Essential Elements of TV News

 

Shooting Documentary Short Films

 

Lesson Info

Essential Elements of TV News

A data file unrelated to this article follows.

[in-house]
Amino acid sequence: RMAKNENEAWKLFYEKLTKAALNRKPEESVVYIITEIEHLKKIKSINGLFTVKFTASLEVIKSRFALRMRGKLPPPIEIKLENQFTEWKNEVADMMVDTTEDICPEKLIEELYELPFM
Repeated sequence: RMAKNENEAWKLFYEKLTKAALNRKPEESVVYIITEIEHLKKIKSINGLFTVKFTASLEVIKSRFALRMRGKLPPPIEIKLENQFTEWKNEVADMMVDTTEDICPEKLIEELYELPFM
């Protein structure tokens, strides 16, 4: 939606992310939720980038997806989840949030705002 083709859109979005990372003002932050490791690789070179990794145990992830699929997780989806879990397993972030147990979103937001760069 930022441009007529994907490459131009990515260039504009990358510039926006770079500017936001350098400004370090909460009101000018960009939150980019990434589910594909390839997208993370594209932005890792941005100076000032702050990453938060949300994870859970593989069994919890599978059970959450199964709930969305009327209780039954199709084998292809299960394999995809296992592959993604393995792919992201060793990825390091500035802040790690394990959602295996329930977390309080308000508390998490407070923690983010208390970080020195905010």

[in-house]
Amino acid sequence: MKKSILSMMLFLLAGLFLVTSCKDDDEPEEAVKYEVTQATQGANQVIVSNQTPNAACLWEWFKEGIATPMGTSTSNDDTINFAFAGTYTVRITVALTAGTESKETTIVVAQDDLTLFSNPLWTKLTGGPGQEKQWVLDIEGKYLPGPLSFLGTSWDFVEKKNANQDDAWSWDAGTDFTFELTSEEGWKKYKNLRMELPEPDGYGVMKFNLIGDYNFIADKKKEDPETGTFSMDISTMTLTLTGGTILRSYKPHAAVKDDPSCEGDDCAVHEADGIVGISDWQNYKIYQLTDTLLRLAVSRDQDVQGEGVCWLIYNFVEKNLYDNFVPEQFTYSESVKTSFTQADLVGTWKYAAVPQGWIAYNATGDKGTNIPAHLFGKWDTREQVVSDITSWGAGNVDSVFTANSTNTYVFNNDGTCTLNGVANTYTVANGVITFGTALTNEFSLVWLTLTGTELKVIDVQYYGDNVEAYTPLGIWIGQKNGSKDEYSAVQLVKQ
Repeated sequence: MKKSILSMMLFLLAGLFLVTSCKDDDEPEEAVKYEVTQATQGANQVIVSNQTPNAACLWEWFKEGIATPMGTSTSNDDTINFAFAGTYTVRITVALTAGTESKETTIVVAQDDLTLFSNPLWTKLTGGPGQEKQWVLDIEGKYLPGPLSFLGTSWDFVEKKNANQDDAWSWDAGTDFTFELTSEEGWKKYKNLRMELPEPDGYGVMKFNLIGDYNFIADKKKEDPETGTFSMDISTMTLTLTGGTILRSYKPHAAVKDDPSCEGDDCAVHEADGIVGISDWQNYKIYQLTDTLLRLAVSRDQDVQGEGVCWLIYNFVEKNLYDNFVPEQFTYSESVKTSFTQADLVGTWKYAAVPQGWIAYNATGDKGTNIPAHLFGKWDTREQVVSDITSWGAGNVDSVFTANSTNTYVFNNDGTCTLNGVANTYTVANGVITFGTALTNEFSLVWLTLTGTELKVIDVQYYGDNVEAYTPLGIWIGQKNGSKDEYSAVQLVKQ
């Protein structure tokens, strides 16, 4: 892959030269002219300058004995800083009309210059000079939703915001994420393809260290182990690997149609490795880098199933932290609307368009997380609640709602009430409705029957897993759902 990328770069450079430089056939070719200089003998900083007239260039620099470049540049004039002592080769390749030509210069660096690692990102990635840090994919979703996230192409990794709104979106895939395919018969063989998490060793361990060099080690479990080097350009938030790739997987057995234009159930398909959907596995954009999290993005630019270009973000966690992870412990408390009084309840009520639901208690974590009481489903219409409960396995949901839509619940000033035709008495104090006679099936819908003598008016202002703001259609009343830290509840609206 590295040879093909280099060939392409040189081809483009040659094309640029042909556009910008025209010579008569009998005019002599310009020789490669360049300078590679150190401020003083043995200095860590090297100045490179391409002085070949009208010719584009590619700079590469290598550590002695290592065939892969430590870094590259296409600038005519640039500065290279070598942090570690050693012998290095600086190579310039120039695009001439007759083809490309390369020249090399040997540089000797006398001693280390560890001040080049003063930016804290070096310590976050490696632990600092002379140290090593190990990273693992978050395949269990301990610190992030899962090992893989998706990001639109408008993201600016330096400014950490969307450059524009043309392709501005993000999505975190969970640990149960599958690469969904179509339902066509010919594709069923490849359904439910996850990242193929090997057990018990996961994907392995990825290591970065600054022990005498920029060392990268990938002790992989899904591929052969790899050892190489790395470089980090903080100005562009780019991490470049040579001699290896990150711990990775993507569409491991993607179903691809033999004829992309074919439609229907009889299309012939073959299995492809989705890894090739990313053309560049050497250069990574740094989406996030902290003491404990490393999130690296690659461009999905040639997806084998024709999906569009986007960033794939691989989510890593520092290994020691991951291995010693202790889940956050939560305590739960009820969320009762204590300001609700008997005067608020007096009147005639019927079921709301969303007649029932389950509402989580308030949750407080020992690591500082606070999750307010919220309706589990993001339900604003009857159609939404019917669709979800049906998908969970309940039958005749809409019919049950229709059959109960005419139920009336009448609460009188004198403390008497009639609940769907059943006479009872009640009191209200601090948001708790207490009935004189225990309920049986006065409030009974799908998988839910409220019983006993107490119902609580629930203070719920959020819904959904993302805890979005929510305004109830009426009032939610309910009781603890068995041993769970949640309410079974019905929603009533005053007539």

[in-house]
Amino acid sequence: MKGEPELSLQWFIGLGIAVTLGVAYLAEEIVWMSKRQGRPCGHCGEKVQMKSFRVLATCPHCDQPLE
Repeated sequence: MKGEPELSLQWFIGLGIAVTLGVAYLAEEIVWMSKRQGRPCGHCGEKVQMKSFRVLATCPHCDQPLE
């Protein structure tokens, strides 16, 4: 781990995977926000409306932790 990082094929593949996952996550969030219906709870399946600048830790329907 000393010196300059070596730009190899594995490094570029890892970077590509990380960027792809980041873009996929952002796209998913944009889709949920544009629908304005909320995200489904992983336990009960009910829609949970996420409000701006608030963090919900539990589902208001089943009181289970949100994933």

This isn't fun segment because we're going to talk about the building blocks of news and documentary the parts like the checklist of what you need to come away from a shoot with and then we're also going to do a deep dive into setting up an interview doing it the right way we're going to go look the footage we got yesterday on our test documentary shoot but we're also going to bring some of the studio cameras up on stage and do some live demonstrations so it should be ah lot of fun uh I'm gonna start with this white board because I want you to if you're not familiar with these terms write these down these are the building blocks of television news that I use I need these parts first one is a sot anyone know what ah what sought stands for it's an acronym just me well I'll tell you it's ah sound on tape which is probably an outdated term it really just means interview soundbites talking head uh that's what it is but we we could we call that in news asat and so actually when I organized m...